Carthage, it’s the only solution

Marks & Spencer has changed the name of the favourite childhood sweet Midget Gems to avoid offending people with dwarfism.

The retailer dropped the term midget and has rebranded the sweets Mini Gems after a leading disability studies academic warned it that the word can be “highly problematic”.

Dr Erin Pritchard, a lecturer in Disability and Education at Liverpool Hope University, has condemned the term midget as a form of hate speech which is deeply insulting to people with dwarfism.

Note that we are taxed in order to provide this bird with a berth from which to lecture us all. Carthage, it’s the only solution, isn’t it?

Shoot them all, now, start all over again

This particular generation of young ‘uns seems to be done. Slice ’em out and start all over again:

Students unhappy with the Cambridge college’s “wokest of the woke” direction then told this newspaper of another row in which their peers complained that a matriculation photographer “made them feel unsafe” by asking “gentlemen to help the ladies” dismount a raised platform in ceremonial gowns.

That’s the graduating class at one of the finest universities in the world.

Nope, failed, scour the Earth and start again.

Jeez, they’re still trying this argument, are they?

So, what fun:

Republican Glenn Youngkin wins Virginia governor’s race in blow to Biden

But it’s this:

Youngkin made false claims that critical race theory – an analytic framework through which academics examine the ways that racial disparities are reproduced by the law – is rampant in the state’s education system (in fact it is not taught).

No one is actually suggesting that the postgradute intricacies of CRT are taught to four year olds in kindergarten.

There is a thought that the CRT idea is rather strong in how the teachers are taught to teach and consider race. Something that may or may not be true of course but it’s also the thing which is carefully not being denied.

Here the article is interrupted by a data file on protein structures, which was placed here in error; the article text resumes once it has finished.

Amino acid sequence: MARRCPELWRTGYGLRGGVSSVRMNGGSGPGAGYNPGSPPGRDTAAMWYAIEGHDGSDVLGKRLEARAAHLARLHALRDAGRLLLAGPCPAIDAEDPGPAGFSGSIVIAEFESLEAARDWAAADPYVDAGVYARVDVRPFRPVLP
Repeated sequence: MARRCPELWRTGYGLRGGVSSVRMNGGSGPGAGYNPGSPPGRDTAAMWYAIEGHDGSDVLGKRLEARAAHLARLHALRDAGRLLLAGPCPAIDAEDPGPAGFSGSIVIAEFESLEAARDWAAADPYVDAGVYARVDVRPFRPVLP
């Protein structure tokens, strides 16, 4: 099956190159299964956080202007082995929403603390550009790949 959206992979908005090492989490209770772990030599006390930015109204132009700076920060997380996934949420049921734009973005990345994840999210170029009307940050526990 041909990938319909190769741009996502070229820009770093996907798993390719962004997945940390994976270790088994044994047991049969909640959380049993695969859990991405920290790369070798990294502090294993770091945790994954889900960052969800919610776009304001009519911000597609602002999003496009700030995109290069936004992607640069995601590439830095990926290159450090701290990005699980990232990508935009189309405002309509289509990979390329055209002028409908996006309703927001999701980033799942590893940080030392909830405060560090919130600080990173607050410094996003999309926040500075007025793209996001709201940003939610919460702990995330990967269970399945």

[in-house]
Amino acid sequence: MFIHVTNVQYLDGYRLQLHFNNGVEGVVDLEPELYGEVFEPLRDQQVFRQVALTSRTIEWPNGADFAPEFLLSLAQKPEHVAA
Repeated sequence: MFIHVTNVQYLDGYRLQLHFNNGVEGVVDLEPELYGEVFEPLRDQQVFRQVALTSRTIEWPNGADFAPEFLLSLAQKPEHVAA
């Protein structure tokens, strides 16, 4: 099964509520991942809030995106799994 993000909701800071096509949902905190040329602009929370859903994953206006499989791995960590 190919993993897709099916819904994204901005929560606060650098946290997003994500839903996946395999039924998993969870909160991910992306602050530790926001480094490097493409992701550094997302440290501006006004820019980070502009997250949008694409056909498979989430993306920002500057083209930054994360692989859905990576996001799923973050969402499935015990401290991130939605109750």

A little story my father told me

Oxford college to be renamed after budget airline tycoon who made £155m donation
Linacre College, founded in 1962, will change its name after a ‘landmark gift’ from female billionaire who owns ‘bikini airline’ VietJet Air

So, back when, a bloke had made his pile and went to Cambridge to say he’d like to make a donation.

“A donation, oh, how kind. Very welcome.”

“You need to name the new college after me of course.”

“New college? No, we’ll be adding a wing to Trinity or some such”

“I’m thinking of donating £squiddeldepop”

“What did you say your name was?


Now I don’t guarantee the truth of any of that at all and I heard it very third or fifth hand. Yet it does seem entirely and wholly sensible. Trading vast sums of money to be used for education for a bit of an ego rub? Bargain.

Prices are information

It’s no secret. In recent years, there has been a growing concern over colleges and universities increasingly relying on adjunct professors to teach a large portion of their classes. ​​According to some reports, roughly 75 percent of instructors teaching college-level classes in the U.S. are not on a tenure track and more than half of all faculty hires are part-time and paid next to nothing. One report found that nearly 25 percent of adjuncts rely on public assistance programs, with 40 percent unable to afford basic household expenses.

So, there are too many people around with PhDs who want to teach college.

The answer is to have fewer people doing PhDs. Go get some other job.

Proper apprenticeships

At 18 I left school with two A-levels and became an articled clerk studying to be a chartered accountant – at 21 I qualified as an associate, a fellow at 25.

More of this please. For there’s a very limited number of things which require a degree to be able to do. Being an academic is one of them. Other than that, well, teacher, nurse, social worker, lawyer, accountant, even engineer, why?